The geniculate ganglion: taste, tears and facial expression (2023)

The geniculate ganglion is a collection of sensory neurons in theNervo facial, what is heseventh cranial nerve(CN VII). The ganglion is located in a bony structure called the facial canal. It receives fibers from various components of the facial nerve and then sends fibers to various muscles, glands, tongue and other structures. It is involved in taste, the secretion of tears and saliva, facial expression, and a number of other functions.

The geniculate ganglion: taste, tears and facial expression (1)


A nerve ganglion is a group of nerves surrounded by a connective tissue capsule. Normally, all the nerves in a ganglion will have similar or related functions. It may be helpful to think of a ganglion as a relay station or intermediary connection between different structures in the nervous system. The plural of "ganglion" is "ganglion".

You have 12 cranial nerve ganglia on each side of your brain. Like nerves, they are usually referred to in the singular, although they exist in generally symmetrical pairs.

cranial nervesthey originate at the back of the head and progress towards the face, supplying nerve function as they go. Some deal with motor function (movement), some deal with sensory information (touch, taste, smell, sight, hearing, temperature) and some deal with both. These are called mixed nerves.

Four of your cranial nerve ganglia are parasympathetic and eight are sensory. The geniculate ganglion is one of the sensory ganglia, which means it helps collect information from your senses and relay it to and from your brain. It is also connected to the secretomotor fibers, which help the glands to secrete their fluids.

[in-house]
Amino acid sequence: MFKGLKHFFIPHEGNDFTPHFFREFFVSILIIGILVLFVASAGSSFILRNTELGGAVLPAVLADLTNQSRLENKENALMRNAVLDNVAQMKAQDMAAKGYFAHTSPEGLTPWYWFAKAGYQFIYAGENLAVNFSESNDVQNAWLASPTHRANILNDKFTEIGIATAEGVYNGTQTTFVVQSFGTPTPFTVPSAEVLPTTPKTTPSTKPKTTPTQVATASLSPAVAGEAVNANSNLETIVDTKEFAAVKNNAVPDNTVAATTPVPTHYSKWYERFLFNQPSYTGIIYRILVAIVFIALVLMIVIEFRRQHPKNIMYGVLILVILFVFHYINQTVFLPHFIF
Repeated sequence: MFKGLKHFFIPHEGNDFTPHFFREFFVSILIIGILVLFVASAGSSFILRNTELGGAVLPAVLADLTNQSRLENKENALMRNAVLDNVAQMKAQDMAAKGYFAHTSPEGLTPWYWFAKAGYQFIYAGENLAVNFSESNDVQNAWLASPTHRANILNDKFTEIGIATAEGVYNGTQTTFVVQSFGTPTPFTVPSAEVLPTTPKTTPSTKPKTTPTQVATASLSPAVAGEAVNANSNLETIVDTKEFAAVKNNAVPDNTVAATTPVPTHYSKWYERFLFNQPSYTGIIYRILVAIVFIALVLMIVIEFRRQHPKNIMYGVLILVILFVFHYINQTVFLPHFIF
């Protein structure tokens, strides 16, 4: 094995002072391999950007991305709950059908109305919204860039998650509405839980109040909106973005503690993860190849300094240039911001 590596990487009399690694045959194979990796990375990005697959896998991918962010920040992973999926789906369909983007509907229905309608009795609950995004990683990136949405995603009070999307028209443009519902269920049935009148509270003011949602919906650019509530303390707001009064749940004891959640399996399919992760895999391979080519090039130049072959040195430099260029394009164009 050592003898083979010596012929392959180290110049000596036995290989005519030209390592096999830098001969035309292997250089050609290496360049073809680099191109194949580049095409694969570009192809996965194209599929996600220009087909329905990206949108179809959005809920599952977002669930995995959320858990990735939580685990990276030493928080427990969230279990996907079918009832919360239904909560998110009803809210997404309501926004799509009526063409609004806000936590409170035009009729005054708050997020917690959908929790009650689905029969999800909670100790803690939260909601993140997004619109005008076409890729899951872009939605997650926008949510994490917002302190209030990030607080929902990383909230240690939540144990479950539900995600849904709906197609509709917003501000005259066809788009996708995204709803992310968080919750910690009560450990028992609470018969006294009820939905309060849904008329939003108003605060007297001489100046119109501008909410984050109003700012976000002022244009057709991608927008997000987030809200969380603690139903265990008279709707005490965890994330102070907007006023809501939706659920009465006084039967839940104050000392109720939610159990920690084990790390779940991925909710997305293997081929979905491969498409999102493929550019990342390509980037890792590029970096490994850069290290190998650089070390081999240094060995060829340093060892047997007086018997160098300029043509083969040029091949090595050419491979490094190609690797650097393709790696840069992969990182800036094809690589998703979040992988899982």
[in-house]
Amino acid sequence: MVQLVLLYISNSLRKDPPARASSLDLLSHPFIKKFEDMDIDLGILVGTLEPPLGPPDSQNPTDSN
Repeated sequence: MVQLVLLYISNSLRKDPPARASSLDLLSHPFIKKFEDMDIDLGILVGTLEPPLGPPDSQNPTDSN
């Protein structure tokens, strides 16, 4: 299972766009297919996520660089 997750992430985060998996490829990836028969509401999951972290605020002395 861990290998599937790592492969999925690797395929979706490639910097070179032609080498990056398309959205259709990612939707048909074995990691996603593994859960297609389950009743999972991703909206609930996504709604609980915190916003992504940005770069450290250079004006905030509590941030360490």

You may have heard of "ganglion cysts”, not to be confused with neural ganglia. Ganglion cysts are fluid-filled lumps that can develop in tendons or joints, most commonly in the hands and feet.

structure and location

The geniculate ganglion is part of the facial nerve, which is one of the longest cranial nerves and has a complex anatomy. It has two roots that arise from the brainstem (the structure that connects the brain and spinal cord) at the back of the head. One root is motor and the other is sensory. Inside the skull, the two roots move forward and pass close to the inner ear. There, they enter a Z-shaped structure called the facial canal.

In the facial canal, the two roots merge. At the first curve of the Z, they form the geniculate ganglion.

The ganglion then sends nerve fibers to various nerve branches, including:

  • Tympanic (ear) segment of the facial nerve
  • Greater superficial petrosal nerve
  • lesser petrosal nerve
  • external petrosal nerve

Fibers from the geniculate ganglion also innervate (provide nerve function for):